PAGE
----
However, clans have the obligation to protect their totems: it is serious taboo, imiziro (in Kinyarwanda), for a clan to kill its animal totem. Despite all this, however, totems like other symbols don’t have an instrinsic value. There is no natural, inherent relationship between the totem and the clan. The value is only conventional, thus a social construction.

Names and totem animals

All Rwandan names have meanings. They are either descriptive, prescriptive or used as a laconic statement of the namer’s philosophy. Kinyarwanda has also names called amazina y’amagenurano, names given for specific purposes. In Rwandan culture, words referring to animals are used as proper names and you can meet some persons with such names: Gasimba ‘insect’, Kagurube ‘pig’, Kabwa ‘dog’, Senkoko ‘chicken’
Sehene ‘goat’, Sentama ‘sheep’, Kajangwe ‘cat’, Kayuki ‘bee’
Kavubi ‘wasp’, Gakeri ‘frog’, Kimonyo ‘red ant’, Gakoko ‘little animal’
Senguge ‘monkey’, Gakwavu ‘rabbit’, Mpyisi ‘hyena’, Ntare ‘lion’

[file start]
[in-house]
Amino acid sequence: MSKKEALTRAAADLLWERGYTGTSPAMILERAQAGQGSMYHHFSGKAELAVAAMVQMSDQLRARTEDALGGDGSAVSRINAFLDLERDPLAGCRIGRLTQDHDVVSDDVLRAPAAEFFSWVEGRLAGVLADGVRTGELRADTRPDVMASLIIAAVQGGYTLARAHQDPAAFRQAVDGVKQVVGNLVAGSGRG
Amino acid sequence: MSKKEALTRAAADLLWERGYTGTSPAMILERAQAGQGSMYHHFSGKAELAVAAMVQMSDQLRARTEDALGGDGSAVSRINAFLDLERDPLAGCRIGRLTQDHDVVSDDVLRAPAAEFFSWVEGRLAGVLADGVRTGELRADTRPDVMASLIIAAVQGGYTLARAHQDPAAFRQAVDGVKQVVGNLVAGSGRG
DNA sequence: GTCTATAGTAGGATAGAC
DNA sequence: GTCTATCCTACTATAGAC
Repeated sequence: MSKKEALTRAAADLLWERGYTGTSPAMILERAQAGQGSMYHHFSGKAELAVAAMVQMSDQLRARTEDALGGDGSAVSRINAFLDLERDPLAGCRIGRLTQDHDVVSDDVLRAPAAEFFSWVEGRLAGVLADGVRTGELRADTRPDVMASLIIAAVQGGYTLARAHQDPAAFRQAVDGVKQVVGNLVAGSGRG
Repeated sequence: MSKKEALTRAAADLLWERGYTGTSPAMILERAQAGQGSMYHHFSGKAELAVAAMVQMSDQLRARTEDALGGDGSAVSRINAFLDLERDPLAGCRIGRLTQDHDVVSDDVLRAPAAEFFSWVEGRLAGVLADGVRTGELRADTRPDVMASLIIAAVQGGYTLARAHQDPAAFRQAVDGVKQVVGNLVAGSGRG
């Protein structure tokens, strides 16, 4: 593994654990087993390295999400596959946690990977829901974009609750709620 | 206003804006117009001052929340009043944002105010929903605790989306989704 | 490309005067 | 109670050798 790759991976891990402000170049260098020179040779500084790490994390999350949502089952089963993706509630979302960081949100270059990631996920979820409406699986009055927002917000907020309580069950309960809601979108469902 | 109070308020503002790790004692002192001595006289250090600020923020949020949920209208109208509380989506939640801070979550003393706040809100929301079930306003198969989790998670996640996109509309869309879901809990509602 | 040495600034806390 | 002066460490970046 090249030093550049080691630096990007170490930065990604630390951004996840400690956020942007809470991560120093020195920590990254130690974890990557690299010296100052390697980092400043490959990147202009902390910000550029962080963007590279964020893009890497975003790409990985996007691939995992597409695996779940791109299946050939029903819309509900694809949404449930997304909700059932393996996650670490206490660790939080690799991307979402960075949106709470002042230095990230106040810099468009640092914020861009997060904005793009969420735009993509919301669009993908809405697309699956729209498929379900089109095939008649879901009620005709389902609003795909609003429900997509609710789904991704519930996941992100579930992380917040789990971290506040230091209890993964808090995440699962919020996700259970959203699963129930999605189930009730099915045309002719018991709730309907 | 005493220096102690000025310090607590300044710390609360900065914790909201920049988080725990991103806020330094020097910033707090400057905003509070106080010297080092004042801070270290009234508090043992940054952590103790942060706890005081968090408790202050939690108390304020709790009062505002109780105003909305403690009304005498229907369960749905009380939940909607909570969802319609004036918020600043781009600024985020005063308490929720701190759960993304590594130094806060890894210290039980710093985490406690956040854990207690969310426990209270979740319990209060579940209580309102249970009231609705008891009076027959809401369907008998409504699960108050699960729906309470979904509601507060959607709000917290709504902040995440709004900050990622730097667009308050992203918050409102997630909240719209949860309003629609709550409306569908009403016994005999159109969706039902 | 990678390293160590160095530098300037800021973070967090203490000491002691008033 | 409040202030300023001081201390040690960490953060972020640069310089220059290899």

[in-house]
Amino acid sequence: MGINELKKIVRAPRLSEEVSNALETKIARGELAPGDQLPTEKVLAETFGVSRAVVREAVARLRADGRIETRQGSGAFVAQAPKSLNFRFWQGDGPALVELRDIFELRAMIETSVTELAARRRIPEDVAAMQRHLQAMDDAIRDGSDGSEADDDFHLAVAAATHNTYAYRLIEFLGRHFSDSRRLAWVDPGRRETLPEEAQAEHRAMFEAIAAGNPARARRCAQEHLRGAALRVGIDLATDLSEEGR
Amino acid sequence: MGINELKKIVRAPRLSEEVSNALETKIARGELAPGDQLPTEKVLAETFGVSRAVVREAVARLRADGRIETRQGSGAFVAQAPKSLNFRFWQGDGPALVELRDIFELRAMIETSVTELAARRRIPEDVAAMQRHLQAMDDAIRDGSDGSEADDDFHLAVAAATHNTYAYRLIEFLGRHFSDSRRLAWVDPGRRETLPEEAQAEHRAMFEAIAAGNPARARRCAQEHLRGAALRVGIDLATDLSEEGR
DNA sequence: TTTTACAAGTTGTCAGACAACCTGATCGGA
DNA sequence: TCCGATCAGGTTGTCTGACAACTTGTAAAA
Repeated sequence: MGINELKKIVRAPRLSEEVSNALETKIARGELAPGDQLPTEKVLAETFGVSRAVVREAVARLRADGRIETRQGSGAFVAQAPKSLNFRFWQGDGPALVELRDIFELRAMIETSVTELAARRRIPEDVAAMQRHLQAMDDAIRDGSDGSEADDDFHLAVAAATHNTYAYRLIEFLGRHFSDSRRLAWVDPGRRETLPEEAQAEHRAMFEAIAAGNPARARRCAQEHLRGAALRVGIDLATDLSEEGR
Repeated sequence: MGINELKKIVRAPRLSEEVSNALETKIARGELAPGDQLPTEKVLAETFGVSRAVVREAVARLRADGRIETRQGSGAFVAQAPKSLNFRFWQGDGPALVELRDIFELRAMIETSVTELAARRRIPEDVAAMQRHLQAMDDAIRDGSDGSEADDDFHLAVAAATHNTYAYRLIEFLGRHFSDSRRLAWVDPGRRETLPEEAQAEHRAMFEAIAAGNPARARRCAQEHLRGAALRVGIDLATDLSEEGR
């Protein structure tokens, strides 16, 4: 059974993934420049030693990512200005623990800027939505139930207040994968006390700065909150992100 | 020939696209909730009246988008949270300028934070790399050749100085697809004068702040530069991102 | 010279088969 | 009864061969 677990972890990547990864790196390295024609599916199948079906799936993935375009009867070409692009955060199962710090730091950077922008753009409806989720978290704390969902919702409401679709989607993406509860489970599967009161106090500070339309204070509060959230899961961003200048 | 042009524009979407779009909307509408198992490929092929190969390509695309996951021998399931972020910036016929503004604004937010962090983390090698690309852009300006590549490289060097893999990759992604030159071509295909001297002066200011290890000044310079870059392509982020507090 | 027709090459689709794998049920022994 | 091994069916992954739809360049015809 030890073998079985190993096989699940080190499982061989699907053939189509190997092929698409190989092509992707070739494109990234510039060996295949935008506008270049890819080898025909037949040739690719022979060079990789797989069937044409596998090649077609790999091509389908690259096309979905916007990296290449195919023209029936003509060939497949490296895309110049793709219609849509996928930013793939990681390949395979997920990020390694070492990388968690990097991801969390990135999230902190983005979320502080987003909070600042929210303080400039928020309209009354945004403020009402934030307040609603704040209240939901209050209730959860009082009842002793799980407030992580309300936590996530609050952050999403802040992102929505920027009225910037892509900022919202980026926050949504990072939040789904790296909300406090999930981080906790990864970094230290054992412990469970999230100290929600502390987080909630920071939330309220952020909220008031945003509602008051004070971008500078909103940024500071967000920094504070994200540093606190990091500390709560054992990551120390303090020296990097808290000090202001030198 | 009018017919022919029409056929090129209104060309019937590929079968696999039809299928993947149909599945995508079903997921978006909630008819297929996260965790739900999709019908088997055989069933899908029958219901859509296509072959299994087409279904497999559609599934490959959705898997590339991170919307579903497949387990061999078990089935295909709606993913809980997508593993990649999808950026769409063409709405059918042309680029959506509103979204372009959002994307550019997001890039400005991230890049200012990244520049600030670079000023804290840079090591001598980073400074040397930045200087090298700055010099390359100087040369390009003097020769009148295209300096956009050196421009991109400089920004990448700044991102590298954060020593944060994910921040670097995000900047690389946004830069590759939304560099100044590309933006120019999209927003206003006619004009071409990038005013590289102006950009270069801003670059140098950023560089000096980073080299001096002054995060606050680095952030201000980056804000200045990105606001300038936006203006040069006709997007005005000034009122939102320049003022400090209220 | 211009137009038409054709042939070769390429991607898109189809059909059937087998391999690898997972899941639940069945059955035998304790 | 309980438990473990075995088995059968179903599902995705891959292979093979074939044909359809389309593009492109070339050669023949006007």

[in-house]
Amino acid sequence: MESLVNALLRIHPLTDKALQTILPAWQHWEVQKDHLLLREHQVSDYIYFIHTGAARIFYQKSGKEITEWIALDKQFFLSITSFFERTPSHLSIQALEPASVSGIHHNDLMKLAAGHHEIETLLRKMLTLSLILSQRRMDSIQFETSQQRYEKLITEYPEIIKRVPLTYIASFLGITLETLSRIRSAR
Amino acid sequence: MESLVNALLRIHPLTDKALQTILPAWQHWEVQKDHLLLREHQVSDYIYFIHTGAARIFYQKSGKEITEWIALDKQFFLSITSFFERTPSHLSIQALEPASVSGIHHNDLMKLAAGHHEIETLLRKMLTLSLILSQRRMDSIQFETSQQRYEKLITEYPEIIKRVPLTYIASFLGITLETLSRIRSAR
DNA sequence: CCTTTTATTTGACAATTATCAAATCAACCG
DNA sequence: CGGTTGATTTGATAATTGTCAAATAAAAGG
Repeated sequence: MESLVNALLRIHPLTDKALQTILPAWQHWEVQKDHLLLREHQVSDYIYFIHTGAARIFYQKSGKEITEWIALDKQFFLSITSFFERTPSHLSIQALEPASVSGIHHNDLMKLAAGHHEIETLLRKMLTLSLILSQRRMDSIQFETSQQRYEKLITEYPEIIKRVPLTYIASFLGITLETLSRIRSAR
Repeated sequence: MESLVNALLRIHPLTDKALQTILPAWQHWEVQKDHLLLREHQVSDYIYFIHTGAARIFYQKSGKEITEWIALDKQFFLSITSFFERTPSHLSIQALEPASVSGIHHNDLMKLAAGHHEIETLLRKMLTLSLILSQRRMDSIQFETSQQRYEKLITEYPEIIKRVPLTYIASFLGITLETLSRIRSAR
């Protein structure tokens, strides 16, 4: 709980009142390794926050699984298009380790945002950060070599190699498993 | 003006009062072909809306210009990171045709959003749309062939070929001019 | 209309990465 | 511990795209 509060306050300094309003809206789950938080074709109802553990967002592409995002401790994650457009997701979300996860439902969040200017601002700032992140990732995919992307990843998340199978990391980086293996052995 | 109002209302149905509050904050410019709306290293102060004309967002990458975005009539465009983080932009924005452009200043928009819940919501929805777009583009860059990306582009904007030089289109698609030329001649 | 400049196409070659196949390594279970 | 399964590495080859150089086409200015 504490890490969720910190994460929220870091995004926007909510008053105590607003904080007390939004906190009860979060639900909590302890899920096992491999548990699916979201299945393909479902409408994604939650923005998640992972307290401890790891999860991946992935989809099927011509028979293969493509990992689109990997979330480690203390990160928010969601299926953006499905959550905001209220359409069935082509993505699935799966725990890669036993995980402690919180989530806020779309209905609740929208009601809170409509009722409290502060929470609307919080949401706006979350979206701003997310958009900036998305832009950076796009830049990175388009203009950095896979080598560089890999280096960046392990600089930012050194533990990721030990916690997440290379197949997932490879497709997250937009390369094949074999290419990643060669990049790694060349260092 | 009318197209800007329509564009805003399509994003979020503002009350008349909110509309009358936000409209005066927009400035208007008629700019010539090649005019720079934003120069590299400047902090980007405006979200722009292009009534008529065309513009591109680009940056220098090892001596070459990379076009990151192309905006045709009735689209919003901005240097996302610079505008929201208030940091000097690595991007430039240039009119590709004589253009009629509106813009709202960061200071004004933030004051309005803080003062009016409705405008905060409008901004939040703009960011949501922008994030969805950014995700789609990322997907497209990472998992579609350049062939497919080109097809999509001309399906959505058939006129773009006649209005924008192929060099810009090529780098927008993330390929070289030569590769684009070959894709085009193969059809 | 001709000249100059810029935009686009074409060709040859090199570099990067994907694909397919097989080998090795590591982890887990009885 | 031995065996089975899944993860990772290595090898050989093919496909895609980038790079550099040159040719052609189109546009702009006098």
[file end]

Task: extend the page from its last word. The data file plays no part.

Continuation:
Rugwe ‘leopard’, Kanyoni ‘bird’, Kanuma ‘pidgeon’, Kanyange ‘royal crane’
Semusambi ‘crested crane’, Segatashya ‘sparrow’, Sembeba ‘rat’!

Kinyarwanda names such as Ntare (Lion),Rugwe (Leopard), Segatashya (Sparrow), Semusambi (Crested Crane), Kanyange (Royal Crane), are also metaphoric names because they imply either strength, speed, beauty or elegance. There is supposed to be some kind of similarity, real or desired, between the name and the person. They describe the bearer’s name or prescribe what the namer wants the bearer’s name to be.

The names also reveal the existential experiences of the namer: has the namer been victim of high intant mortality, did he have bad neighbors, was the mother a good or bad wife, has he had serious problems in life? All this can be revealed in the child’s name. Because of high infant mortality, children were given bad names hoping to dupe death: for example: Rwabutozi( ant), Kagurube (Pig), Sehene (Goat), Kajangwe (Cat), Gikeri (Frog), Mpyisi (Hyena), Sembeba (Rat). These animals are either hated or despised. The pig is a dirty animal, the frog is ugly and has a terrible voice…but parents give their children these animals’ names.

I can say that all I’ve said about taboos is part of the traditional Rwandan mentality that is changing so quickly with the phenomenon of globalization: today’s generations don’t care much about it.